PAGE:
Eliminating a cancer is a remarkable goal for humanity and Australia is set to be the first in the world to achieve this feat. However, last year was a reminder that cancer doesn’t stop for anything and we mustn’t get complacent.
In the aftermath of COVID-19, it is important we move into 2021 with renewed focus to achieve this goal. It’s estimated that approximately half (50%) of invited or eligible Australian women have either not participated in screening for cervical cancer, or are not up to date with screening. Now, with the drop in cancer screening during COVID-19, there is concern this figure may grow and Australians are being urged to go and get their health checks.
By detecting pre-cancerous changes cervical screening can enable treatment to prevent cervical cancer developing, as there is a time lag from when abnormalities form to when cervical cancer develops, often a decade or two in most patients, although this may be shorter in some patients.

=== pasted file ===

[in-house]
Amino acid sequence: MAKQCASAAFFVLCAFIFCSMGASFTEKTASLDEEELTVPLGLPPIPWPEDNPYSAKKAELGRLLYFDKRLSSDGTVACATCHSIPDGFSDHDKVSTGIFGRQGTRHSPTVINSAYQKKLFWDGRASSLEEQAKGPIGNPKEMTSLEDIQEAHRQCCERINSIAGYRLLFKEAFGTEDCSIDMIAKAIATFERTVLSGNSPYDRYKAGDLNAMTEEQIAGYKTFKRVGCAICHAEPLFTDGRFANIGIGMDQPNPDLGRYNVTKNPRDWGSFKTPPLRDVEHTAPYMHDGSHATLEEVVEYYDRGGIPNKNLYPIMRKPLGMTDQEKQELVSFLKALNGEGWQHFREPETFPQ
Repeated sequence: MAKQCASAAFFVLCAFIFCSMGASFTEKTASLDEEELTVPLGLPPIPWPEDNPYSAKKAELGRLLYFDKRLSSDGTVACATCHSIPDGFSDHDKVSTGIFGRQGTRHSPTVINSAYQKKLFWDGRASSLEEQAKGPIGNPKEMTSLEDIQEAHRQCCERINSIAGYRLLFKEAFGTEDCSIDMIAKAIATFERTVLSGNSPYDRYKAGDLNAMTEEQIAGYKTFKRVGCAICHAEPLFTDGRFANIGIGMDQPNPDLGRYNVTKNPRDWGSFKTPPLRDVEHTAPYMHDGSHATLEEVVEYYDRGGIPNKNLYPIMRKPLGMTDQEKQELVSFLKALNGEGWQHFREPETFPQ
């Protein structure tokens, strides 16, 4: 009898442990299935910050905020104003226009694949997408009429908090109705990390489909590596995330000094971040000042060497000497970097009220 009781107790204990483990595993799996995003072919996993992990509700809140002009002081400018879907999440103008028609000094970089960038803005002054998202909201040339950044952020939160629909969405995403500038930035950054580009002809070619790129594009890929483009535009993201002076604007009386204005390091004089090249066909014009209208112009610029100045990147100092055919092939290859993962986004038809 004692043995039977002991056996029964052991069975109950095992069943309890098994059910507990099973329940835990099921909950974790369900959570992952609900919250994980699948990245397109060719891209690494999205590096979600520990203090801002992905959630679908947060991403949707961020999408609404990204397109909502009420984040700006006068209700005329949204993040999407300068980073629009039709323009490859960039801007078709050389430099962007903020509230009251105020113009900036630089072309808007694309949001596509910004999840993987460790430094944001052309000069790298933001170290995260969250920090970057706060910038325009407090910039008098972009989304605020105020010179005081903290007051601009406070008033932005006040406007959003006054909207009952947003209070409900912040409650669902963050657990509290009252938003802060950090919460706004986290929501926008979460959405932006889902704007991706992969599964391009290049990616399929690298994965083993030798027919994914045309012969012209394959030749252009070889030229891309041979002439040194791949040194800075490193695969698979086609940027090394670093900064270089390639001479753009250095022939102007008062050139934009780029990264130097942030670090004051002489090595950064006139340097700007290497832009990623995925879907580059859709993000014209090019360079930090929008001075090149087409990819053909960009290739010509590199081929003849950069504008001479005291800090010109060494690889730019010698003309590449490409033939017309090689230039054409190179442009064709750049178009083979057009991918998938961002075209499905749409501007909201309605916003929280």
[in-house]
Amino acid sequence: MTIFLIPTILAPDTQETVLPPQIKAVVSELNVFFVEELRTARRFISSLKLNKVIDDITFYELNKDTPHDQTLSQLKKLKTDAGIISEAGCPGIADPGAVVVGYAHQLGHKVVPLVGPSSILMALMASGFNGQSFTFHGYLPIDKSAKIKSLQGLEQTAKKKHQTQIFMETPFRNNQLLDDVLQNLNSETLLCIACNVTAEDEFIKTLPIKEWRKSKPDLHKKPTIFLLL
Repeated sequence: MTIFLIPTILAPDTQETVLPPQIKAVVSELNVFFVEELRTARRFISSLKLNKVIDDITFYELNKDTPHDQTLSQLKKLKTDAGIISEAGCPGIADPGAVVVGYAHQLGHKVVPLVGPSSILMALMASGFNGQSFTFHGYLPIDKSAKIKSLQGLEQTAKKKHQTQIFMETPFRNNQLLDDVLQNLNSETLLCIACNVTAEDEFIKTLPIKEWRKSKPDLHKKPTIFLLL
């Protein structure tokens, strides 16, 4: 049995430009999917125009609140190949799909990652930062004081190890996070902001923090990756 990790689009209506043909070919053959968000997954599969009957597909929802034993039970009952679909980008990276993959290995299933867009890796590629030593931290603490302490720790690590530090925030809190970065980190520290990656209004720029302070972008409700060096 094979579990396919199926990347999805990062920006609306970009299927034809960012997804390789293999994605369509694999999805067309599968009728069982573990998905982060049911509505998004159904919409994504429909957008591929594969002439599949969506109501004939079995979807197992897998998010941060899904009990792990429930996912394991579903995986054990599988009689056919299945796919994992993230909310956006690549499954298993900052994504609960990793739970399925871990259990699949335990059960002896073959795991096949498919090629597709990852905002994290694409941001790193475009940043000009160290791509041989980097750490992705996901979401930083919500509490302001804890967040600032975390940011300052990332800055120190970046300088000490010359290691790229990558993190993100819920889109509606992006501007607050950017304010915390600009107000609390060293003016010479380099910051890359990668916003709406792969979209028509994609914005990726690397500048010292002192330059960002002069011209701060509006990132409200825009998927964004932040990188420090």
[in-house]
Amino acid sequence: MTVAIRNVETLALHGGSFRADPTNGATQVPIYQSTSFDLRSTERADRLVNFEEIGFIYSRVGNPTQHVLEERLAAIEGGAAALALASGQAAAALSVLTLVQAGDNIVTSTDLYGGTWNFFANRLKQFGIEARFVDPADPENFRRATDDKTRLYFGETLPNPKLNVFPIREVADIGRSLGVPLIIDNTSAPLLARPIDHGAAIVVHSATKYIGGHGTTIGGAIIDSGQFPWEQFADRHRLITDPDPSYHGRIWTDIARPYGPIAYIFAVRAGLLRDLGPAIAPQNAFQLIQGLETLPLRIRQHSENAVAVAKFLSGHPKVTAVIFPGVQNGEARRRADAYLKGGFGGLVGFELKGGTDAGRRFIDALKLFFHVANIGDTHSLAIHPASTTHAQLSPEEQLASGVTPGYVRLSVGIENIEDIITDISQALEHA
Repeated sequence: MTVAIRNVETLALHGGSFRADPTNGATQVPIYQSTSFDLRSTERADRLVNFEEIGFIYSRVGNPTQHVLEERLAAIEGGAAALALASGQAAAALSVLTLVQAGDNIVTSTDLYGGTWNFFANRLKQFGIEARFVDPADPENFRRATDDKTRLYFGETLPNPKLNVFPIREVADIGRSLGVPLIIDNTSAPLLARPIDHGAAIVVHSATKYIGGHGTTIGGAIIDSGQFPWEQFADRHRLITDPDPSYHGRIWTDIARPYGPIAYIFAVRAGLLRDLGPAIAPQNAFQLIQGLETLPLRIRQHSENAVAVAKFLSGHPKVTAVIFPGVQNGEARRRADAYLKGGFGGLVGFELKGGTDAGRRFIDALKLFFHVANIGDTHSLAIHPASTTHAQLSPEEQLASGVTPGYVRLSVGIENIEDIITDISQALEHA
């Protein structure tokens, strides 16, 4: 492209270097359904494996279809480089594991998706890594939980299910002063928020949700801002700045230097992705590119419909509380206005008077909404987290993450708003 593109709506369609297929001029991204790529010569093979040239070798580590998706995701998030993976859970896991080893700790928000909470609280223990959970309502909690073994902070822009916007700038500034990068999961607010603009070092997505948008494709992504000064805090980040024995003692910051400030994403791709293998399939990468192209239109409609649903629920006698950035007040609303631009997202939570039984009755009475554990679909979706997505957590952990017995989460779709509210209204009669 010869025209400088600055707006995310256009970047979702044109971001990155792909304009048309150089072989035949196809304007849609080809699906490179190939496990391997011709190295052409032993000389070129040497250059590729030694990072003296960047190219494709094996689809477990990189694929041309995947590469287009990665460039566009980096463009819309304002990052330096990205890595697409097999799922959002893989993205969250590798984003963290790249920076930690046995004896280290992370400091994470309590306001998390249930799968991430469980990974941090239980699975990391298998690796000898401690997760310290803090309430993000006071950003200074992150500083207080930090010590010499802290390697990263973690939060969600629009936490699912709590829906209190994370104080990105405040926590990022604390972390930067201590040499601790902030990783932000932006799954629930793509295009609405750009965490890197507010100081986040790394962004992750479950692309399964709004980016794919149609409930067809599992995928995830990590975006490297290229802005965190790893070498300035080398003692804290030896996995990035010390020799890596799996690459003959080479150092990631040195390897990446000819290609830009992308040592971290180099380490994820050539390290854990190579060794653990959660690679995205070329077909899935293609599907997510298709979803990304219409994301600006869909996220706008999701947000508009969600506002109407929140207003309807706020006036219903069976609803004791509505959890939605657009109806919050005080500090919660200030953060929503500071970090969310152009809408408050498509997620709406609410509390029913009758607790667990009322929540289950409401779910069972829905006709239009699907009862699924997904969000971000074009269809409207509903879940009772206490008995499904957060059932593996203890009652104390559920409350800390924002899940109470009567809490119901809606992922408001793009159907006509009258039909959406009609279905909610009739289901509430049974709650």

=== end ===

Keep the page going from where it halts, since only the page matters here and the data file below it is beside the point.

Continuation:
While treatment for very early stage cervical cancer may be a relatively simple surgical procedure, advanced cases require more complex surgery, or radiation therapy with chemotherapy.
Cervical cancer care can take 2.5 months to deliver, which is a long time to be away from family, friends and work if you live in regional and remote areas and need to travel for treatment. Eliminating cervical cancer will make a significant difference for women and their families across Australia, particularly those who face barriers to accessing care.
This is why at Icon, we are committed to ensuring all Australians have access to the very best technologies, regardless of where they live.
Icon continues to invest in imaging and technological innovations to improve treatment options and deliver more precise treatments, leading to improved patient outcomes and fewer treatment side effects.
This year, World Cancer Day is a timely reminder that renewed focus on vaccination completion, screening and treatment in the post-COVID era is critical to remain on-track to eliminate cervical cancer.